My research usually integrates both field surveys with field and laboratory experiments in an attempt to provide a holistic view of a process. My goal for students is to give them access to the experiences that will enable them to be excellent field biologists. My hope is to develop a high degree of independence of scientific thought, and give the students experience with all the modes of communication of scientific results that make for a good internationally competitive researcher. Doctoral students are encouraged to participate in internal seminar series, local and international conferences. I expect my students to attend research seminars with the school and ARC Centre of Excellence for Coral Reef Studies. The more you attend, the better able you will be to put your own research into a broader perspective. It is crucial to expose yourself to research fields outside your own for your scientific development. Because of the emphasis on research publications for funding and post-doctoral fellowship positions, research objectives are devised to represent units that are publishable in international journals. Many PhD students also contribute to popular literature (e.g. Australasian Science) and promote media releases of scientific results through television, radio and newspaper interviews. The 51 completed and 22 present graduates students (Hons, MSc, PhD) I have supervised since 1995 have produced over 140 publications. Most publish in journals with impact factors over 2.5.
How do post-graduate research students determine what they will study?
|Research projects are determined through discussions between the supervisor(s) and the student. Funding can at times determine the broad topic of research, but in general there is considerable latitude in determining the subject of research. Usually students have some idea of the fields that they are most interested in, but these are often broad and involve solving all the conservation problems known to coral reef ecology. This is not always possible.
Employers are not often interested in the specific topic of your research, but rather how well you do, and whether you take the project through to completion (in this instance, a publication in a journal). The main goal of your research, particularly for Honours and Masters research, should be to learn the research techniques, rigorous scientific logic, sampling design, statistical analysis and scientific writing.
When students are passionate about particular topics that are in line with my interests they can usually be accommodated.
What traits I like to see in my students?
I do not expect all students to be academically first class. In my experience, students that make the best researchers are those that possess the follow characteristics: passion; patience; perseverance; “common sense”; keen observers of nature; and the ability to learn from ones own mistakes.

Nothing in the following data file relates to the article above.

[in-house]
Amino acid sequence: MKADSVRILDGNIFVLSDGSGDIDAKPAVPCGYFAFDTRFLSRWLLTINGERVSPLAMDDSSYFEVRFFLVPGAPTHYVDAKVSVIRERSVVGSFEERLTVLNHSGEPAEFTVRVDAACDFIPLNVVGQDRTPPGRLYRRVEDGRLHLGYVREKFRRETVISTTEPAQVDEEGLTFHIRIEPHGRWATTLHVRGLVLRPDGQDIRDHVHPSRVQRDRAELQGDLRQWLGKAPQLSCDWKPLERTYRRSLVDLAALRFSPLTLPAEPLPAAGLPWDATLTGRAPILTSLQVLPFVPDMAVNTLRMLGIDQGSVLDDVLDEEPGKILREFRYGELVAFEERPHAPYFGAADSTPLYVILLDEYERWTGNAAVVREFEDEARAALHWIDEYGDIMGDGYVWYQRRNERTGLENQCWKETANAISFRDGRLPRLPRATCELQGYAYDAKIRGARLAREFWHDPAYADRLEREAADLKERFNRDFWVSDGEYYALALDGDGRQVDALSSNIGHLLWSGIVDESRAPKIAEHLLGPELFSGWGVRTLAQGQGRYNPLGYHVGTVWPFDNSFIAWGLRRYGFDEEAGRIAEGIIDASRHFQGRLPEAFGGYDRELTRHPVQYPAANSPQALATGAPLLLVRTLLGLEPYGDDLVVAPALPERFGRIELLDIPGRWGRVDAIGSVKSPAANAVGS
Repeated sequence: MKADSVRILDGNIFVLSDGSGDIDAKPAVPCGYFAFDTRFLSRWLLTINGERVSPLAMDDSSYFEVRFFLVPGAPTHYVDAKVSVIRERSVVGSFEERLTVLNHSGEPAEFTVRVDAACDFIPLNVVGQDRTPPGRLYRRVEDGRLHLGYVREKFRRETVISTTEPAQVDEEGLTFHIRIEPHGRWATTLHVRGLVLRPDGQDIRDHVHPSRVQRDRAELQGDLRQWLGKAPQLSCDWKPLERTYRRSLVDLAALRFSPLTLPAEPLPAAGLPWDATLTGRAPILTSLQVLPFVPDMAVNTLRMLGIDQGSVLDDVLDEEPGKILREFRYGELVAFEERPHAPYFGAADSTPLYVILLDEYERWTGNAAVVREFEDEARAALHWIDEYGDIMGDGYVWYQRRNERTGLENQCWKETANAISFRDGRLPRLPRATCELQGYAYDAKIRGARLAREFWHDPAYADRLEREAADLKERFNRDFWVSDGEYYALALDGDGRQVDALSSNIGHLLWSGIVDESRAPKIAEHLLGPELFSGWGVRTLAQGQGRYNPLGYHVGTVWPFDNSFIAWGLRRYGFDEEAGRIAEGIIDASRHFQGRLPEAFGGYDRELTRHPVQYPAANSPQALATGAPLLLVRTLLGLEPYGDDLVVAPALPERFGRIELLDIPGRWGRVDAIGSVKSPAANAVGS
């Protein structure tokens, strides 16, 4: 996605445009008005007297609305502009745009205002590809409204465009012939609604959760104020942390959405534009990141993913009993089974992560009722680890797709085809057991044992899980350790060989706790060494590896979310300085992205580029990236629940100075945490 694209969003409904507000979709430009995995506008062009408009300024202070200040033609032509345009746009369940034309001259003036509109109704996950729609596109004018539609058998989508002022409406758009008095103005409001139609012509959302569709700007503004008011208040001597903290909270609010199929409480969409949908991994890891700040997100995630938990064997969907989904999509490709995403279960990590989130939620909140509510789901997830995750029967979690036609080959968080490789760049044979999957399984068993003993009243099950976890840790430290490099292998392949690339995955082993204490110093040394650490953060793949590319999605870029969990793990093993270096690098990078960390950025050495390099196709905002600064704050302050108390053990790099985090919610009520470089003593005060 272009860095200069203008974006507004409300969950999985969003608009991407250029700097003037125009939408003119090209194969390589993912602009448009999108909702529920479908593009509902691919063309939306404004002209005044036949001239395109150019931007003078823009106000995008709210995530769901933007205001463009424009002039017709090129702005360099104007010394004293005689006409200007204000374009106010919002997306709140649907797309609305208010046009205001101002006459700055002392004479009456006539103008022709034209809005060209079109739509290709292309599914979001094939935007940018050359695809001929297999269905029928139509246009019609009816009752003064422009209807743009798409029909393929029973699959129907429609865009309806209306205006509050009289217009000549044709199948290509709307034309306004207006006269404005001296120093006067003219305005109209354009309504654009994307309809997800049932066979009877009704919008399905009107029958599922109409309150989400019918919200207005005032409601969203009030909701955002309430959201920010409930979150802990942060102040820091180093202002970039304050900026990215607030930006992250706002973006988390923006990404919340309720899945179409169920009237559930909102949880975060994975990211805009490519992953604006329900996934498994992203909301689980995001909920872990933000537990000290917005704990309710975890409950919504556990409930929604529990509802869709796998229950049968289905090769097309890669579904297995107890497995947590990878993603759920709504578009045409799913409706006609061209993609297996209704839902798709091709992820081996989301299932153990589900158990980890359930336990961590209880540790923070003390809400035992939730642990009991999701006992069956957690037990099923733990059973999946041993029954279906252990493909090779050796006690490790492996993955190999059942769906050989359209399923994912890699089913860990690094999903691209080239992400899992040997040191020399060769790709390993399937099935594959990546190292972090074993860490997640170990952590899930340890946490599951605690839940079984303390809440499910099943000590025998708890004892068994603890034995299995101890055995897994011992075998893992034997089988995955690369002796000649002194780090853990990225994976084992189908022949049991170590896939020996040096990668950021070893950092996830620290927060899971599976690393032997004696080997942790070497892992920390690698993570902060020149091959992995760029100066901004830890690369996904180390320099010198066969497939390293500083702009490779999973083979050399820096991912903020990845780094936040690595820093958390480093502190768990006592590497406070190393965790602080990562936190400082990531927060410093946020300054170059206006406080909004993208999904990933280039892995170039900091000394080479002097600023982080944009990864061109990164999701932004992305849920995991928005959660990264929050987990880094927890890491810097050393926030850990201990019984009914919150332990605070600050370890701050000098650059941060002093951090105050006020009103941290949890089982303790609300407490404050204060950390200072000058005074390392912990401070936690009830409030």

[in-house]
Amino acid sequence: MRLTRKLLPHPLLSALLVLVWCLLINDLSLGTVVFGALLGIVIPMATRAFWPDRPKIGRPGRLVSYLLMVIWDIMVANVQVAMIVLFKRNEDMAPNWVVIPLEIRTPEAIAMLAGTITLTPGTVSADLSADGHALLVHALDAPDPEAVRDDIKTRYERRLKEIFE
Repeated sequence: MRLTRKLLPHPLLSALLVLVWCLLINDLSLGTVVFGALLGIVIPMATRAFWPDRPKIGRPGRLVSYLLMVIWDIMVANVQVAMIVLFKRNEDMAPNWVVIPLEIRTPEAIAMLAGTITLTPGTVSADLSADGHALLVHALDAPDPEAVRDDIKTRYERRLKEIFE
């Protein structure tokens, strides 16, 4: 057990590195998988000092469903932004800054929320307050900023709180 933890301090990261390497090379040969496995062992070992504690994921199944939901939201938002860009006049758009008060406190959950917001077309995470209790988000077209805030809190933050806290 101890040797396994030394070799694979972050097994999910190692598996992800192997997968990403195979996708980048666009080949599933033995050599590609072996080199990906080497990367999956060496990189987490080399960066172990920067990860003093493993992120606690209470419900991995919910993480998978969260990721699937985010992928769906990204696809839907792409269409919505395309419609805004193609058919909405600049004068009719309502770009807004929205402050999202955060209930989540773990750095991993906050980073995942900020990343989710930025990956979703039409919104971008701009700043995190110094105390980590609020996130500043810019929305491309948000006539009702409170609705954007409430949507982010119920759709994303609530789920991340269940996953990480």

Sources of Scholarship Funding
Scholarships are not available for Honours and Masters of Science. Domestic PhD students can apply for Australian Postgraduate Research Awards (APRAs), which provide a living allowance and fee-waiver. These are applied for in October each year, with results released in mid December. Currently, allocation of APRAs gives preference to students that have undertaken an Honours and achieved a First Class result. Domestic students that are upgrading to a Masters of Philosophy (research) can also apply for APRAs, but these positions are highly competitive.
There is no funding to cover a stipend or fee-waiver for Overseas Masters of Science (coursework) or Masters of Philosophy (research) students. Overseas Masters of Science students (who have attained the appropriate grades - see guidelines) that are upgrading to PhD students can apply for an International Post-graduate Research Scholarship (IPRS), which are applied for in late September. IPRSs can also be applied for by students that already hold a Masters degree or a recognized equivalent to an Australian Honours (see guidelines). Candidates should be aware that IPRSs are very competitive and based on undergraduate performance. Having publications is part of the formula that is involved with scholarship allocation. Candidates should look at the JCU website for details of the application process.
Student Research Funding Sources
|Research funding for students gets tighter every year. For Honours and Masters of Science Minor Project students, funding usually comes from the supervisor. For PhD students and Masters of Philosophy, funding initially comes from the supervisor, but students are encouraged to apply for their own funds during the first year. This gives students experience writing grant applications, which can be invaluable practice in selling research ideas and their abilities to funding bodies for post-doctoral or job applications. Successful funding applications also give students a funding history for their resume. The funding source depends somewhat on the nature of the project. Successful applications are often those that target research toward the mission statements or priority areas of the funding provider. For example, the Greenhouse office gives money for climate change oriented research and successful applications have included the influence of coral bleaching on fish populations, and the impact of temperature change to fish life histories.|
Funding sources are available from the JCU Research Office.
Common sources of funding include:
• School of Marine and Tropical Biology Doctoral Research Funds (JCU; only available for doctoral students who have completed their confirmation seminar; amount depends upon the year; usually usable for anything).
• PADI AWARE foundation
• Australian Coral Reef Society
• AIMS@JCU - students have to me a member of one of the three research themes. Honours student grants ~ $1000.
• Australia and Pacific Science Foundation - give variably sized grants for projects that can be oriented toward management and conservation.
• Ecological Society of Australia - they have a number of research and travel grants for ecological research that is field oriented and applied, up to $6000